This is a continuing series of interviews with the forty-eight artists whose work was selected for the Outwin Boochever Portrait Competition. The third OBPC exhibition opened on March 23, 2013, and will run through February 23, 2014.
Ray DiCapua, who participated in our interviews last autumn, created the work Marie for this competition.
Q: Where do you live?
A: I presently have residences in Connecticut and Washington, D.C.
Q: What medium(s) do you work with?
A: At the present, I work mostly with charcoal.
Q: What is your background (education, career, etc.) and how does it contribute to your art?
A: I studied art and received BFA and MFA degrees. I teach studio art practices at a university. I had teachers who were transformational for me. In this way, it matters to me that I engage in dialog with students. In both teaching and in the studio, staying as close as I can to the communicative aspect of the creative process in general and to image making in particular becomes more and more important to me each day.
Q: How did you learn about the Outwin Boochever Portrait Competition?
A: A colleague brought this to my attention.
Q: Tell us about the piece you submitted to the competition.
A: With this drawing of my wife, Marie, I explore the intersubjective qualities of our relationship, as well as objective and subjective aspects of her physicality and character. As her husband, I have a distinct vantage on the lifetime of experience comprised in her complex gaze. Yet making this drawing challenged me to explore aspects of her strength and vulnerability that extend past my direct experience. Marie is a conflict specialist in the field of international development. She sends home stories of our troubled, fragile world. My relationship to these stories is embedded in the marks that make the image.
Q: Tell us about your larger body of work.
A: I like thinking about the fact that drawing begins with an interrogation of appearances. Yet looking inevitably gets entangled with interpretations. Technically and in terms of content, my work explores how images—and portraits in particular—can inform, provoke, and inspire self-reflective awareness and dialog about personal and cultural narratives, identities, and worldviews.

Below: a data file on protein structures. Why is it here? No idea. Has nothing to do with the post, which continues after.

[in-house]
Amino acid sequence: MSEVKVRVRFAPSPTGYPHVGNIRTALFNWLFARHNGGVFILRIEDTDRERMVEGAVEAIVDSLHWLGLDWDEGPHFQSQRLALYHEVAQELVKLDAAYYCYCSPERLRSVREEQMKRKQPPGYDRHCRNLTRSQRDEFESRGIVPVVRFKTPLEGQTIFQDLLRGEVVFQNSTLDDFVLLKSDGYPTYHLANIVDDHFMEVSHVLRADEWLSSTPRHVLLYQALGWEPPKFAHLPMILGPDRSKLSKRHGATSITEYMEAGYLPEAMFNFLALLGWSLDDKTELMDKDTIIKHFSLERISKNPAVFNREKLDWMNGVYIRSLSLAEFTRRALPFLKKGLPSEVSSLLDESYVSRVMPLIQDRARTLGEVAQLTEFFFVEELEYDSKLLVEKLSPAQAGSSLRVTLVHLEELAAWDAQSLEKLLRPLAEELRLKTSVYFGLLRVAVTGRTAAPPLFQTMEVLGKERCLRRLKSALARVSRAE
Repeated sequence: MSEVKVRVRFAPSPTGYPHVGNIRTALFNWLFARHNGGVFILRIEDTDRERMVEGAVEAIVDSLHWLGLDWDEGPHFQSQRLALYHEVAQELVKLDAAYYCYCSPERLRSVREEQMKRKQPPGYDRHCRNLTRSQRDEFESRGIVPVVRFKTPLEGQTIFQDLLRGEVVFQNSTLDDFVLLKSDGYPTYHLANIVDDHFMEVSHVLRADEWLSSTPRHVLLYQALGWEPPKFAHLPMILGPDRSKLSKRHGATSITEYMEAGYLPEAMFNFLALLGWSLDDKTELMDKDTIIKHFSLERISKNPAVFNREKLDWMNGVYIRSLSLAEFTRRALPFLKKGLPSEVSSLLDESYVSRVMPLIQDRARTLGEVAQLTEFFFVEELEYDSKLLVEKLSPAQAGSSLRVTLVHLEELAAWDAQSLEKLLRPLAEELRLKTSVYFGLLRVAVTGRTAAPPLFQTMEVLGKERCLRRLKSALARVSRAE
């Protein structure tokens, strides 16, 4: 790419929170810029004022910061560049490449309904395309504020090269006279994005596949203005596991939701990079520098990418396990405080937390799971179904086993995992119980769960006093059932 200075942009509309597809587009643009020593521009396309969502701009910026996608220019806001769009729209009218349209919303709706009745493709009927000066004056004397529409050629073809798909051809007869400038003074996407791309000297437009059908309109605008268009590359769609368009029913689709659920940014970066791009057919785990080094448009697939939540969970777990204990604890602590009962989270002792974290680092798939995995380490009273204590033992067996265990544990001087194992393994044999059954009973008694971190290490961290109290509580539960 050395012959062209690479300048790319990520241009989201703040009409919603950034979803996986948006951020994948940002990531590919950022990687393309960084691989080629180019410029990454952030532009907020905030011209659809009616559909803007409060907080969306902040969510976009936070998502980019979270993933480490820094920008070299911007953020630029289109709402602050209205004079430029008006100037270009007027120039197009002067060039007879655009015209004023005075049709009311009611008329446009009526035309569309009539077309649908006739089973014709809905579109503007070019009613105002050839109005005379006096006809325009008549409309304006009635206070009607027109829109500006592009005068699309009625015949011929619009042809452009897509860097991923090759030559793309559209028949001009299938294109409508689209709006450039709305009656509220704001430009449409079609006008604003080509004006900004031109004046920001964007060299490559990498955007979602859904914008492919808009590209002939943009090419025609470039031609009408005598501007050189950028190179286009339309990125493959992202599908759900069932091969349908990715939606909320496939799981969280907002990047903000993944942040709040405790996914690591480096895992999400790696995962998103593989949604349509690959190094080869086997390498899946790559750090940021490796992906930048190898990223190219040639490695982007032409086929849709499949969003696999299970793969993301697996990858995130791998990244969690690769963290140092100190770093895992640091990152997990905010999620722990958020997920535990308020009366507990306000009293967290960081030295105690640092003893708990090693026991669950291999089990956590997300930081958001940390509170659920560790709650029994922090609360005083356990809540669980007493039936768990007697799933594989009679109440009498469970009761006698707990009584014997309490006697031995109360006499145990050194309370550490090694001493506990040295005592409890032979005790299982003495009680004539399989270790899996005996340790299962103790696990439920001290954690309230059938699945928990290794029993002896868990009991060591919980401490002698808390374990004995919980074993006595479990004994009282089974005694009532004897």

The making and viewing of portraiture as art has, historically, investigated the ways through which we identify each other and ourselves. In a shrinking, fragile, and volatile world, contemporary portraiture becomes an important catalyst for dialogue that enables and supports the constructive engagement of our diversity and interdependence. Through exploring the interplay between interpretation, recognition, meaning, and experience in relationship to scale and proximity, it is my hope that my work furthers the discourse on what it means to see and be seen.
Q: What are you currently working on?
A: A large drawing of my father’s hands and a series of large portraits and a series of large drawings of draped objects and figures.
Q: How has your work changed over time?
A: Thankfully, over time there has been a deepening of my relationship with both ease and urgency in the work.
Q: Who is your favorite artist?
A: Magdalena Abakanowicz
Q: If you could work with any artist (past or present) who would it be?
A: Iri Maruki and Toshi Maruki
Q: What inspires you?
A: Evolution of human consciousness. Our capacity to experience and communicate shared meaning. When people in need get help. When the first snow starts to fall at dusk when the air is still.